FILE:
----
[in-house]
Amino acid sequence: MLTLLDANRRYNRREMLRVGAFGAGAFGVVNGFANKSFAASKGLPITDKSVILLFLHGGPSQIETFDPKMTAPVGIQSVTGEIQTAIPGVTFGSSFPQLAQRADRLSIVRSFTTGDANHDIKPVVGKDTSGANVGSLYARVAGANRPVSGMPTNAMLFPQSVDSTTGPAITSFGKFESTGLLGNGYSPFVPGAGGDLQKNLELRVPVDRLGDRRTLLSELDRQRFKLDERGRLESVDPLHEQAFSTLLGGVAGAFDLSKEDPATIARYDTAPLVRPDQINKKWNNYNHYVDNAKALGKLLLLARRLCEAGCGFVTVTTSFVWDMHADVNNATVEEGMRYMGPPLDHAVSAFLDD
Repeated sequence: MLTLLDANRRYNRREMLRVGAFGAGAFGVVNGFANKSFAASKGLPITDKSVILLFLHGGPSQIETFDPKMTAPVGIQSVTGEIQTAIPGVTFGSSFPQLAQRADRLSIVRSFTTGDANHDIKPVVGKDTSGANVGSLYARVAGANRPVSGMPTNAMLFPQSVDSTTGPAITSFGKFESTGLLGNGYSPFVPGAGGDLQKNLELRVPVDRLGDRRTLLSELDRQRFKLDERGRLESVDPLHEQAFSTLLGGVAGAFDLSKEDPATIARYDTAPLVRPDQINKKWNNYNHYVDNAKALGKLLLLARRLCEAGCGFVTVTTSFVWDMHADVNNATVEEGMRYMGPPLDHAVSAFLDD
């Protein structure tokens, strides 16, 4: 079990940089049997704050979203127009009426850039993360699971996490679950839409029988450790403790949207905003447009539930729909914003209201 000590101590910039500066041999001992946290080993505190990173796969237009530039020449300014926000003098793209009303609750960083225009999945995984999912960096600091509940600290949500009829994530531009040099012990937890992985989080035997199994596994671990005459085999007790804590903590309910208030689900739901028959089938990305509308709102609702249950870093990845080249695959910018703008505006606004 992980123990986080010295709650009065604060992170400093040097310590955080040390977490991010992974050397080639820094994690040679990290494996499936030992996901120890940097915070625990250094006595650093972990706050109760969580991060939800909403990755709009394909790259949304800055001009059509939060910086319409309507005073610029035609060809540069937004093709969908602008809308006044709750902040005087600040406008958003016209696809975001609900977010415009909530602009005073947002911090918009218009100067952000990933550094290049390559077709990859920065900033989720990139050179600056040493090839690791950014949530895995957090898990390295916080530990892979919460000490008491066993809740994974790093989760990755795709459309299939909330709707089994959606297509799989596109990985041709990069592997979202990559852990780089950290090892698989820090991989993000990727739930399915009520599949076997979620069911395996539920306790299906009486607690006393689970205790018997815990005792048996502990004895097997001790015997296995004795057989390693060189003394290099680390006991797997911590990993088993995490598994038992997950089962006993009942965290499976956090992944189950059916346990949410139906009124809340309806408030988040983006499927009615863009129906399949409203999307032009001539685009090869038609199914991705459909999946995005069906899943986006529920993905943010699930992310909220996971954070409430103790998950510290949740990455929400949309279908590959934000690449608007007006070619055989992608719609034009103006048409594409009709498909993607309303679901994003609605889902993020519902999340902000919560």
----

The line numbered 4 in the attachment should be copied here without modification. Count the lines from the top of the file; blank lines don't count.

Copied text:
């Protein structure tokens, strides 16, 4: 079990940089049997704050979203127009009426850039993360699971996490679950839409029988450790403790949207905003447009539930729909914003209201 000590101590910039500066041999001992946290080993505190990173796969237009530039020449300014926000003098793209009303609750960083225009999945995984999912960096600091509940600290949500009829994530531009040099012990937890992985989080035997199994596994671990005459085999007790804590903590309910208030689900739901028959089938990305509308709102609702249950870093990845080249695959910018703008505006606004 992980123990986080010295709650009065604060992170400093040097310590955080040390977490991010992974050397080639820094994690040679990290494996499936030992996901120890940097915070625990250094006595650093972990706050109760969580991060939800909403990755709009394909790259949304800055001009059509939060910086319409309507005073610029035609060809540069937004093709969908602008809308006044709750902040005087600040406008958003016209696809975001609900977010415009909530602009005073947002911090918009218009100067952000990933550094290049390559077709990859920065900033989720990139050179600056040493090839690791950014949530895995957090898990390295916080530990892979919460000490008491066993809740994974790093989760990755795709459309299939909330709707089994959606297509799989596109990985041709990069592997979202990559852990780089950290090892698989820090991989993000990727739930399915009520599949076997979620069911395996539920306790299906009486607690006393689970205790018997815990005792048996502990004895097997001790015997296995004795057989390693060189003394290099680390006991797997911590990993088993995490598994038992997950089962006993009942965290499976956090992944189950059916346990949410139906009124809340309806408030988040983006499927009615863009129906399949409203999307032009001539685009090869038609199914991705459909999946995005069906899943986006529920993905943010699930992310909220996971954070409430103790998950510290949740990455929400949309279908590959934000690449608007007006070619055989992608719609034009103006048409594409009709498909993607309303679901994003609605889902993020519902999340902000919560």